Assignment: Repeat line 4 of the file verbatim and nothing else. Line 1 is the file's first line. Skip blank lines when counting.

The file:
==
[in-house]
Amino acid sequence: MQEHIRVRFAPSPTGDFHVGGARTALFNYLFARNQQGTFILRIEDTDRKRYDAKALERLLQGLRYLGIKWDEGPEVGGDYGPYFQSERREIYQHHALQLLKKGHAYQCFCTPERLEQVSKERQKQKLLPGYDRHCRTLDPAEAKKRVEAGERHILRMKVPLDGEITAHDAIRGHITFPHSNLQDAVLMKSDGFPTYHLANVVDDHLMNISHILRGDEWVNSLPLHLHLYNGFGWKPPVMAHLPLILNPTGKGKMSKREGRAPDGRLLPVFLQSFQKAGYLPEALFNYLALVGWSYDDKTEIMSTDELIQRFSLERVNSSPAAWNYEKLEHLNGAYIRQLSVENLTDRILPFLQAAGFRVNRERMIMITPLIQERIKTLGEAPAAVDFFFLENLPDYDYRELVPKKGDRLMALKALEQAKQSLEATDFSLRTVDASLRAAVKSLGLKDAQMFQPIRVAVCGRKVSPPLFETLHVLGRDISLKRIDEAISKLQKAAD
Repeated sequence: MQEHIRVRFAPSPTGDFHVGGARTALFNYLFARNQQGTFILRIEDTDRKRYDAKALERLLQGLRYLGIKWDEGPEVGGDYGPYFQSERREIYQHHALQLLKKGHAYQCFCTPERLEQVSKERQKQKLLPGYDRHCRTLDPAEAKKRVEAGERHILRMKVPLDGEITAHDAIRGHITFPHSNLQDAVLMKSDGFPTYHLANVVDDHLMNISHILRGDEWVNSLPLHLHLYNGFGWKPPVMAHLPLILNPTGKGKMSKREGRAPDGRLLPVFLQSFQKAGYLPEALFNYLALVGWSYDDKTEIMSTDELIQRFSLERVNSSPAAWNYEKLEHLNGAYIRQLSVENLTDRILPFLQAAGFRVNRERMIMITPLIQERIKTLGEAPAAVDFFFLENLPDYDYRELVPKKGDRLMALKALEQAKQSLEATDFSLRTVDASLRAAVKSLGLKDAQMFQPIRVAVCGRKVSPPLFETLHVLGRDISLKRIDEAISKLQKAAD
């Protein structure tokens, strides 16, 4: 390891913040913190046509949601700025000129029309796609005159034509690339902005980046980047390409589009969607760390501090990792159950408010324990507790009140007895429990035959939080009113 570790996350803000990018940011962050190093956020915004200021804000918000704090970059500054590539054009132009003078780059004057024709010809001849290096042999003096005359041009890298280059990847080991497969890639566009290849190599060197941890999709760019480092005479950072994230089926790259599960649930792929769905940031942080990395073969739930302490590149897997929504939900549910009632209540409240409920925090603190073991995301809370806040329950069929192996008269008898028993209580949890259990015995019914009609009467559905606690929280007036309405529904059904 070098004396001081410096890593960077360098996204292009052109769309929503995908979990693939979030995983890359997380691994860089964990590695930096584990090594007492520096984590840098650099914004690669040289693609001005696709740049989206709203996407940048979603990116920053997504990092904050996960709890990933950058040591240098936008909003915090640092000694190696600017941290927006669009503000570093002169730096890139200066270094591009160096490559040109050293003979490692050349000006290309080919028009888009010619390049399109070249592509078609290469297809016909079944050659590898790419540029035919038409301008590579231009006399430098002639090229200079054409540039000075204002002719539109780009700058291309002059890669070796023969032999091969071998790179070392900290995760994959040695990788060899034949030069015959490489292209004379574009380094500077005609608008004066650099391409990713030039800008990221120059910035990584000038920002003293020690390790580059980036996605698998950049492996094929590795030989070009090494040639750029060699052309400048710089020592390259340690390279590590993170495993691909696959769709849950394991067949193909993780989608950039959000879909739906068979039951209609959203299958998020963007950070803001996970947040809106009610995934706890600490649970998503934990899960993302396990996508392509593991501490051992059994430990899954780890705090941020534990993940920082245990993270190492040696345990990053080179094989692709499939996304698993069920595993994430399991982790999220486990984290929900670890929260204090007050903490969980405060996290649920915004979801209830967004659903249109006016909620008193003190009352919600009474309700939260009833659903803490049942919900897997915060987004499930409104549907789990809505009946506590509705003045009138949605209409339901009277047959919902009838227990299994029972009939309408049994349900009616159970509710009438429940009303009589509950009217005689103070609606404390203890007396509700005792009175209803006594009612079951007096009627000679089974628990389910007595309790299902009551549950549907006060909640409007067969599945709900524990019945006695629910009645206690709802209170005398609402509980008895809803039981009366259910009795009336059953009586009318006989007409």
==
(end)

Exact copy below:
């Protein structure tokens, strides 16, 4: 390891913040913190046509949601700025000129029309796609005159034509690339902005980046980047390409589009969607760390501090990792159950408010324990507790009140007895429990035959939080009113 570790996350803000990018940011962050190093956020915004200021804000918000704090970059500054590539054009132009003078780059004057024709010809001849290096042999003096005359041009890298280059990847080991497969890639566009290849190599060197941890999709760019480092005479950072994230089926790259599960649930792929769905940031942080990395073969739930302490590149897997929504939900549910009632209540409240409920925090603190073991995301809370806040329950069929192996008269008898028993209580949890259990015995019914009609009467559905606690929280007036309405529904059904 070098004396001081410096890593960077360098996204292009052109769309929503995908979990693939979030995983890359997380691994860089964990590695930096584990090594007492520096984590840098650099914004690669040289693609001005696709740049989206709203996407940048979603990116920053997504990092904050996960709890990933950058040591240098936008909003915090640092000694190696600017941290927006669009503000570093002169730096890139200066270094591009160096490559040109050293003979490692050349000006290309080919028009888009010619390049399109070249592509078609290469297809016909079944050659590898790419540029035919038409301008590579231009006399430098002639090229200079054409540039000075204002002719539109780009700058291309002059890669070796023969032999091969071998790179070392900290995760994959040695990788060899034949030069015959490489292209004379574009380094500077005609608008004066650099391409990713030039800008990221120059910035990584000038920002003293020690390790580059980036996605698998950049492996094929590795030989070009090494040639750029060699052309400048710089020592390259340690390279590590993170495993691909696959769709849950394991067949193909993780989608950039959000879909739906068979039951209609959203299958998020963007950070803001996970947040809106009610995934706890600490649970998503934990899960993302396990996508392509593991501490051992059994430990899954780890705090941020534990993940920082245990993270190492040696345990990053080179094989692709499939996304698993069920595993994430399991982790999220486990984290929900670890929260204090007050903490969980405060996290649920915004979801209830967004659903249109006016909620008193003190009352919600009474309700939260009833659903803490049942919900897997915060987004499930409104549907789990809505009946506590509705003045009138949605209409339901009277047959919902009838227990299994029972009939309408049994349900009616159970509710009438429940009303009589509950009217005689103070609606404390203890007396509700005792009175209803006594009612079951007096009627000679089974628990389910007595309790299902009551549950549907006060909640409007067969599945709900524990019945006695629910009645206690709802209170005398609402509980008895809803039981009366259910009795009336059953009586009318006989007409």